Michael Jackson Documentary ‘Leaving Neverland’ Will Air on HBO This Spring – TheWrap

A new four-hour documentary about two men recounting experiences in which they say they were sexually abused by Michael Jackson as boys, will premiere on HBO this spring.

The documentary, “Leaving Neverland,” is told in two parts and was a surprise addition to the 2019 Sundance lineup.

The synopsis for the film, directed by Dan Reed, is: “When allegations of abuse by Jackson involving young boys surfaced in 1993, many found it hard to believe that he could be guilty of such unspeakable acts. ‘Leaving Neverland’ explores the experiences of two young boys, James Safechuck, at age 10, and Wade Robson, at age 7, who were both befriended by Jackson. They and their families were entranced by the singer’s fairy-tale existence as his career reached its peak.”

Also Read: Michael Jackson Doc About 2 Sex Abuse Accusers Joins Sundance Lineup

“If there’s anything we’ve learned during this time in our history, it’s that sexual abuse is complicated, and survivors’ voices need to be listened to,” Reed said in a statement. “It took great courage for these two men to tell their stories and I have no question about their validity. I believe anyone who watches this film will see and feel the emotional toll on the men and their families and will appreciate the strength it takes to confront long-held secrets.”

“Leaving Neverland” uses tough interviews with Safechuck and Robson, now in their 30s, as well as their mothers, wives and siblings, in order craft what the filmmakers say is a portrait of sustained abuse. It also sets out to explore the complicated feelings that led both men to confront their experiences after each had a young son of his own.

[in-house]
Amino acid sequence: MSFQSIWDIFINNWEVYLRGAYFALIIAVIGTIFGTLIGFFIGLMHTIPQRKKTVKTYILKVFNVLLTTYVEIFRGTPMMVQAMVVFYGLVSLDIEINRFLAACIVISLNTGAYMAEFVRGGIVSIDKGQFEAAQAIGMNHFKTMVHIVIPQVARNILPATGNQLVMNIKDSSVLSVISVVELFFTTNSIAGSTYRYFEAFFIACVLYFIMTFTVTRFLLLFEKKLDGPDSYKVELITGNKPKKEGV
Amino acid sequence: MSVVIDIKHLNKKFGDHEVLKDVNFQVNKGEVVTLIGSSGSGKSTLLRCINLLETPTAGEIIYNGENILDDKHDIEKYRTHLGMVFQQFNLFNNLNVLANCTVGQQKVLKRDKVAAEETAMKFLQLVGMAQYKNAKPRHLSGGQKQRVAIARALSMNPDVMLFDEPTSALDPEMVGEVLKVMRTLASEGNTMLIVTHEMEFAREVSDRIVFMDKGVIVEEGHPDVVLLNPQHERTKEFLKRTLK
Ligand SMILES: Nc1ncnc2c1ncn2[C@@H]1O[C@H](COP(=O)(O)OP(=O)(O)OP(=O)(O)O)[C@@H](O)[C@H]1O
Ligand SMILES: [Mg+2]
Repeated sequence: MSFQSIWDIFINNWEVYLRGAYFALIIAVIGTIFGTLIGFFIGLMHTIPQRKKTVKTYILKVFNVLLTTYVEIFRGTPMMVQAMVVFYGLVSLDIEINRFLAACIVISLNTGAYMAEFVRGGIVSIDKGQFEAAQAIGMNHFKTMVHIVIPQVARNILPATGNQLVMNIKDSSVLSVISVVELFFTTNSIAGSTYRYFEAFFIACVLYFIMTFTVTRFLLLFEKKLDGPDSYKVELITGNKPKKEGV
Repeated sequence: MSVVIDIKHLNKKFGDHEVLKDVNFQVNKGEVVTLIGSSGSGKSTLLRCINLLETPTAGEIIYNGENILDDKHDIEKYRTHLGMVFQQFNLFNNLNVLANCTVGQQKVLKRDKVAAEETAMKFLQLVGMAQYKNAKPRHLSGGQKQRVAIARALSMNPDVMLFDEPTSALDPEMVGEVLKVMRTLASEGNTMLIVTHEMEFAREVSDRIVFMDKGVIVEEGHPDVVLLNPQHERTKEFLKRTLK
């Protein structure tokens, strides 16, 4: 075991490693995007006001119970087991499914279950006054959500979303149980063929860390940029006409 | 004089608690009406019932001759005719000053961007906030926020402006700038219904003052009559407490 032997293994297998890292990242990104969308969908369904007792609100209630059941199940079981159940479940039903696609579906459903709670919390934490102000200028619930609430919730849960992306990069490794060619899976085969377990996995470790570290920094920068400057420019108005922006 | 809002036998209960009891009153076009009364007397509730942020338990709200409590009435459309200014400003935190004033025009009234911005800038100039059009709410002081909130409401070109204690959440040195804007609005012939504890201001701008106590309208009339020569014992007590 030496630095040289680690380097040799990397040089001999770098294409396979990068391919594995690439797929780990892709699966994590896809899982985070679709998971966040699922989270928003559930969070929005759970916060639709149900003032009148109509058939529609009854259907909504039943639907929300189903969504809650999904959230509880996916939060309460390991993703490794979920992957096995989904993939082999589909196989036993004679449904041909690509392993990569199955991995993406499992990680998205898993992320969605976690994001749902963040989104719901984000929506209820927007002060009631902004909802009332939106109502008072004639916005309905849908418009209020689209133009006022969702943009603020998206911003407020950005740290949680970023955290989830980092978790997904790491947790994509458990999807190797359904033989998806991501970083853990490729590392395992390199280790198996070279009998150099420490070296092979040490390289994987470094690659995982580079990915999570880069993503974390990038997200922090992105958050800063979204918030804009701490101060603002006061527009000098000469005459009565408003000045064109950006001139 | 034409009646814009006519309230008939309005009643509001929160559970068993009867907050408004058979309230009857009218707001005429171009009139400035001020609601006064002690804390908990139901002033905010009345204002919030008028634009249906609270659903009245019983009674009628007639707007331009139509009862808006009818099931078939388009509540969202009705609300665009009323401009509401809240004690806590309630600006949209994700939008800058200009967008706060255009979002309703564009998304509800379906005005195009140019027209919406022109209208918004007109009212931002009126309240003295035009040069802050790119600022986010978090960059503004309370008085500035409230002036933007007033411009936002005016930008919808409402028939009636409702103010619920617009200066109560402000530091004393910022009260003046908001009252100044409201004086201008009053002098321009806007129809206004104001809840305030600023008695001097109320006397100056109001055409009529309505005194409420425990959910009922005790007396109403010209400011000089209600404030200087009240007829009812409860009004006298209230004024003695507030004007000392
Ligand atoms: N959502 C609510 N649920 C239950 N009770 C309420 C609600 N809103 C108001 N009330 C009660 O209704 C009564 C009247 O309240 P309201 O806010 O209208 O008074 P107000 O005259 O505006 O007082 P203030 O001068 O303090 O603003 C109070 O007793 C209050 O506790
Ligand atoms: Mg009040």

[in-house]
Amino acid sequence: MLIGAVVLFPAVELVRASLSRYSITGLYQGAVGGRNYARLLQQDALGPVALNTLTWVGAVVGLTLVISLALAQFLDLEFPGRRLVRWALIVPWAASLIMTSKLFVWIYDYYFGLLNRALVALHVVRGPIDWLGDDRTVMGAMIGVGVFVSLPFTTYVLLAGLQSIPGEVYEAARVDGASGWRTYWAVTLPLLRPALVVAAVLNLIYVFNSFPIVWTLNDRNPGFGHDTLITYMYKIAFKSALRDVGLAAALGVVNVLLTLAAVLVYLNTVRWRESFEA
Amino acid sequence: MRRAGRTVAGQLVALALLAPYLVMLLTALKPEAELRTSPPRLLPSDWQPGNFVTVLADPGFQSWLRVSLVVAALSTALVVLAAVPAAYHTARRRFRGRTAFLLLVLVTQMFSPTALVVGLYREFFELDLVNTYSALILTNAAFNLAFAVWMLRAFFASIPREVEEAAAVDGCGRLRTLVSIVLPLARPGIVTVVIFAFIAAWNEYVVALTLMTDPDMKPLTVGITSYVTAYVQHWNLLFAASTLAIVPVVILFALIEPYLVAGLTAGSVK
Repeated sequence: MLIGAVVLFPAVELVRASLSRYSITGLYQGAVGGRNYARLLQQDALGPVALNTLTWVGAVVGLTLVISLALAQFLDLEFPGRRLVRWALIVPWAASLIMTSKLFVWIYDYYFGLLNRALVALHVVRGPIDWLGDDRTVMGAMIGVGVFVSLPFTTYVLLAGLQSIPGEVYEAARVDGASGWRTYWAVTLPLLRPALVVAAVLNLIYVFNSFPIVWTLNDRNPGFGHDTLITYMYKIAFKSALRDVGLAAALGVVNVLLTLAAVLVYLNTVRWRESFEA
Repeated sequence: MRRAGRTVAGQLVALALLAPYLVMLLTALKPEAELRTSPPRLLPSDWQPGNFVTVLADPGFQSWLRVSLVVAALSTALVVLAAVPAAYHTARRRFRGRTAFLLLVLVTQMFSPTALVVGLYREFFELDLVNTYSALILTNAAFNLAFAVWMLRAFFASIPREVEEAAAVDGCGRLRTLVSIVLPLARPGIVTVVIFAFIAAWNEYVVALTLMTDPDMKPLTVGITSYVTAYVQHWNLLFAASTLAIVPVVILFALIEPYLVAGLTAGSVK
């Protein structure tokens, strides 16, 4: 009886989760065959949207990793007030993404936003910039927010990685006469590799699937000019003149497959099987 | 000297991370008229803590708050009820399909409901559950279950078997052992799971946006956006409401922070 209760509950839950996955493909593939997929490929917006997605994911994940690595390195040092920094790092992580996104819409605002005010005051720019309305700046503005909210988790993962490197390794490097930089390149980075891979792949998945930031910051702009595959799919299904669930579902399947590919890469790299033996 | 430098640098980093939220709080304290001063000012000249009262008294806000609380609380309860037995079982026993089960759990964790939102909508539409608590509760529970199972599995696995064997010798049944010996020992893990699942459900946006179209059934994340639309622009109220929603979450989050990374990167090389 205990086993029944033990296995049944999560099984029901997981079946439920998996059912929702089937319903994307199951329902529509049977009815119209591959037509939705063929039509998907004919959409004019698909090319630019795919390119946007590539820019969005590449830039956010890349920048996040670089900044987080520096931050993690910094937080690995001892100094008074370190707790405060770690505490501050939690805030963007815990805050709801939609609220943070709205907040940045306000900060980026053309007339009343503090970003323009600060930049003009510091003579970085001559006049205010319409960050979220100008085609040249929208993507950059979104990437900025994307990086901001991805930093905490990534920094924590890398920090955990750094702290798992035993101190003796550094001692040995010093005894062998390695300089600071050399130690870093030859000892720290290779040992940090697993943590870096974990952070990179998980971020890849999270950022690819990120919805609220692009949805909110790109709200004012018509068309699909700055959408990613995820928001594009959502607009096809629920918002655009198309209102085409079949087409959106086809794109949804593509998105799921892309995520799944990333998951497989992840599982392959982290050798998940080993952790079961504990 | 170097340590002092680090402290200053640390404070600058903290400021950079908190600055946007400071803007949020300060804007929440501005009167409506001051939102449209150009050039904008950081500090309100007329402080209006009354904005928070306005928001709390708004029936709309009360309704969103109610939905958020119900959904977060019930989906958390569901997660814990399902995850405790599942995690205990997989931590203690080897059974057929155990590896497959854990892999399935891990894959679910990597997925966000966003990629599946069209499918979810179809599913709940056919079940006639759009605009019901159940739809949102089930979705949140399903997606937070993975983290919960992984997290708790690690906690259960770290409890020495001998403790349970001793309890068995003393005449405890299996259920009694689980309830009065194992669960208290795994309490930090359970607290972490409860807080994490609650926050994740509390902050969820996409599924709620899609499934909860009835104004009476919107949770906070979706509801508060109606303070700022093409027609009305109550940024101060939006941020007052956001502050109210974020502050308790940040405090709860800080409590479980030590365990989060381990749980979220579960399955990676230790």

A rep from Jackson’s estate told TheWrap: “This is yet another lurid production in an outrageous and pathetic attempt to exploit and cash in on Michael Jackson.” The rep added that the two accusers had “both testified under oath that Michael never did anything inappropriate toward them” and said that they “filed lawsuits against Michael’s Estate, asking for millions of dollars. Both lawsuits were dismissed.”

Also Read: Michael Jackson’s Estate Sues Disney, ABC Over ‘The Last Days’ Special

Jackson was acquitted of sexually molesting two brothers at his criminal trial in 2005. They are not the men in the documentary. He also paid a civil settlement in 1994 over accusations that he molested another boy, who is now in his 30s and is also not one of the men in the doc.